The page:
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Consider graphs of three markets from the past. These are well known and important markets, but the names, prices and time scales are not shown. They are plotted on linear scales. Note:

  • Structure: Each market moved progressively more vertical before crashing.
  • Bubble: Each market bubbled upward to an unsustainable level and collapsed.
  • Timing: Few predicted the dates or prices for these bubble tops, but many observed their bubble characteristics.
  • The Public: The charts show that each market moved vertically as the public bought into the “get rich” narrative late in the cycle. Many people lost savings and retirement when these bubbles imploded.

The three markets shown above are:

  • The NASDAQ 100 Index when it bubbled upward from 1995 to early 2000.
  • Gold from 1976 to early 1980.
  • Crude Oil from 2003 – 2008.

The NASDAQ 100 took 15 years to regain its 2000 high of about 4,800. Gold took 28 years to surpass its 1980 high of about $850. Crude Oil has not reached its 2008 high of $147.


The NASDAQ 100, gold and crude oil rose too rapidly and reached unsustainable heights. They later collapsed, but not before we heard comments such as:

This time is different!  (heard during all bubbles)

The NASDAQ is going to 10,000. (in 2000)

Gold to $2,000. (in 1980)

Crude oil at $200 is possible. (in 2008)

Other markets have bubbled higher to unsustainable levels amid public belief in such delusions as: prices can not go down (e.g. real estate), this time is different, the Fed has your back, traditional measures of value no longer apply, and more.


Consider three prominent markets in daily news. The Dow is followed by millions of investors, Amazon stock is widely owned (The Swiss Central Bank owns in excess of $1 billion in Amazon stock) and Bitcoin is the current obsession.

The charts for the Dow, Amazon, and Bitcoin look similar to past charts for the NASDAQ 100, Gold, and Crude oil as they bubbled higher to unsustainable levels.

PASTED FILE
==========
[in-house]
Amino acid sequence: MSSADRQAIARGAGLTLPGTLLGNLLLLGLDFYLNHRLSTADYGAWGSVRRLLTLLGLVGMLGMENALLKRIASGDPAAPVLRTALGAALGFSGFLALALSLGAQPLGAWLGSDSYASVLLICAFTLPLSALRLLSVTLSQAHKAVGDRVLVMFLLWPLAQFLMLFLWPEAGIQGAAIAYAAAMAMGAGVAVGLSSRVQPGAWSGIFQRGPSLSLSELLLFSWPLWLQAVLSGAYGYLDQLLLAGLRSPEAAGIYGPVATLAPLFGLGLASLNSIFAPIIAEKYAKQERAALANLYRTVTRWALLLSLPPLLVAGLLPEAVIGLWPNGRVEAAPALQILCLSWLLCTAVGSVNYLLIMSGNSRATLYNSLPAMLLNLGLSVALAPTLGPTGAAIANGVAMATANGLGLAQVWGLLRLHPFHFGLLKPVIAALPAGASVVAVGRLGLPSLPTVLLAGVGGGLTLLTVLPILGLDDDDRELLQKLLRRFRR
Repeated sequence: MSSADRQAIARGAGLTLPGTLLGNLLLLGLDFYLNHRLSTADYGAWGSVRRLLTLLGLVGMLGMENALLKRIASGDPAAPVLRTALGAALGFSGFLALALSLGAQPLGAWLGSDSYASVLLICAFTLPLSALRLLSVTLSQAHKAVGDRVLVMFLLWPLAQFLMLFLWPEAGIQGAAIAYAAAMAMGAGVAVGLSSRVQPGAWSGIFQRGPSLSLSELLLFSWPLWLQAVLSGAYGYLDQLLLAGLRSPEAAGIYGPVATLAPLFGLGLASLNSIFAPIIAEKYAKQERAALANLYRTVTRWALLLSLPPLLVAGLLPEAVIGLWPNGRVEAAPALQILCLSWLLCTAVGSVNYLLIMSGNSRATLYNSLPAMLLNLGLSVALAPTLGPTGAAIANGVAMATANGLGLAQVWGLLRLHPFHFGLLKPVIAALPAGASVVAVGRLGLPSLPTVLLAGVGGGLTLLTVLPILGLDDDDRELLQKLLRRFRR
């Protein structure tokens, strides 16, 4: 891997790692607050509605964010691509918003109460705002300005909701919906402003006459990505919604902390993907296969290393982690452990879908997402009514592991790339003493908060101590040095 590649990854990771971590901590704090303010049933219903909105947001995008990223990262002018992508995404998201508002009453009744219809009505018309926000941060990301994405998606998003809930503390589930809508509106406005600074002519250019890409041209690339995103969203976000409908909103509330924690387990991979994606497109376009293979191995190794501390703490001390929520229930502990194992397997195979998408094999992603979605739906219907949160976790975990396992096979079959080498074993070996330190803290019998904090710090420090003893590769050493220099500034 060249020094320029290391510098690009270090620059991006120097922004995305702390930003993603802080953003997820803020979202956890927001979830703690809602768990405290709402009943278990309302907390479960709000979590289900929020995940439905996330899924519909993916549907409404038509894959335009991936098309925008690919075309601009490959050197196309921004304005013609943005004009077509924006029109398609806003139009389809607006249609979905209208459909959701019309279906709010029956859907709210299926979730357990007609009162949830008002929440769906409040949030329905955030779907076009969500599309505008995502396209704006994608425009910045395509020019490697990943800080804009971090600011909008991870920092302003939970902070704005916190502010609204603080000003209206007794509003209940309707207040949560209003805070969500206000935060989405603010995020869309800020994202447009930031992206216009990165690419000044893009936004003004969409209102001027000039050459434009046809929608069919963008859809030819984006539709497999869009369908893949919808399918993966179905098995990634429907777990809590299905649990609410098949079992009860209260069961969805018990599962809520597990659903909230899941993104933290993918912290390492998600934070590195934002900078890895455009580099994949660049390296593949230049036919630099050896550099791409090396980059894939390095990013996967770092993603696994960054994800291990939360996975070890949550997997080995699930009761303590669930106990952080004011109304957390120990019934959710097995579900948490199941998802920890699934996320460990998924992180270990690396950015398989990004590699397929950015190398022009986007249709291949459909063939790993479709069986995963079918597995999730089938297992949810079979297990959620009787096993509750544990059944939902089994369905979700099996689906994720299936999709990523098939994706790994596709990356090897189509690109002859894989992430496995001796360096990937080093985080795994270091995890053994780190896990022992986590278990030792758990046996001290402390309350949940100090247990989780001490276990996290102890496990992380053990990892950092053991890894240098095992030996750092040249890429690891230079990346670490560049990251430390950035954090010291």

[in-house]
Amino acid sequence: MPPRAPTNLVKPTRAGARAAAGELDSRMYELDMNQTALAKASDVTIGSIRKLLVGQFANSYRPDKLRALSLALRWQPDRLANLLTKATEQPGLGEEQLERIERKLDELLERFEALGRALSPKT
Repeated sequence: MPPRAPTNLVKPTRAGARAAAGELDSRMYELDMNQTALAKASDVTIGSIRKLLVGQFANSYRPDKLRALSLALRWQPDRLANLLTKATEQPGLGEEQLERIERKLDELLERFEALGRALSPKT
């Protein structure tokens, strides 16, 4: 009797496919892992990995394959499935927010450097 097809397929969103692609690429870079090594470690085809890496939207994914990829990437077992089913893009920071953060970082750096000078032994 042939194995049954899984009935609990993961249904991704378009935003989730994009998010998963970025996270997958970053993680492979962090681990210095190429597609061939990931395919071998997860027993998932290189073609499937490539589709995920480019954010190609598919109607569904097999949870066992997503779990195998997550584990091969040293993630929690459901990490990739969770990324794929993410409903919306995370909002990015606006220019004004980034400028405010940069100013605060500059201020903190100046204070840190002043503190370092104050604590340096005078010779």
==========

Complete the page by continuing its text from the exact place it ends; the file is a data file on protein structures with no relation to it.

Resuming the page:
Markets, currencies, stocks, cryptocurrencies, metals, beanie babies, hula hoops, pet rocks, internet companies, ICOs, paintings, London property, and Florida condos occasionally capture the public’s imagination. When that happens they move too far and too fast and inevitably correct.

Extended Vertical Rise, Correction or Crash?

For most people this is the wrong question. Ask instead if the RISK in a market moving nearly vertically is worth the potential reward for any remaining appreciation.

The DOW, Amazon, and Bitcoin, along with hundreds or thousands of stocks, have moved too far and too fast. Risk for the individual investor is high, especially when markets are heavily influenced by High Frequency Trading algorithms, tweets, central bank interventions, and news.

If you are worried you may not exit in time … you’re probably correct.

Is the Wait After the Crash Worth the Risk?

If you rationalize that stock markets always rise, correct, and rise again, you’re probably correct. Governments and central banks continually devalue currency units and those devaluations push stock markets higher. If your exit from a bubble market is NOT timely, you might wait many years for markets to return to their bubble highs (e.g. NASDAQ – 15 years). During that wait the purchasing power of currency units will almost certainly fall.

After you rode the correction or crash to the bottom … you must wait a considerable time to regain nominal break-even, but you will be paid in a currency guaranteed to devalue. OUCH!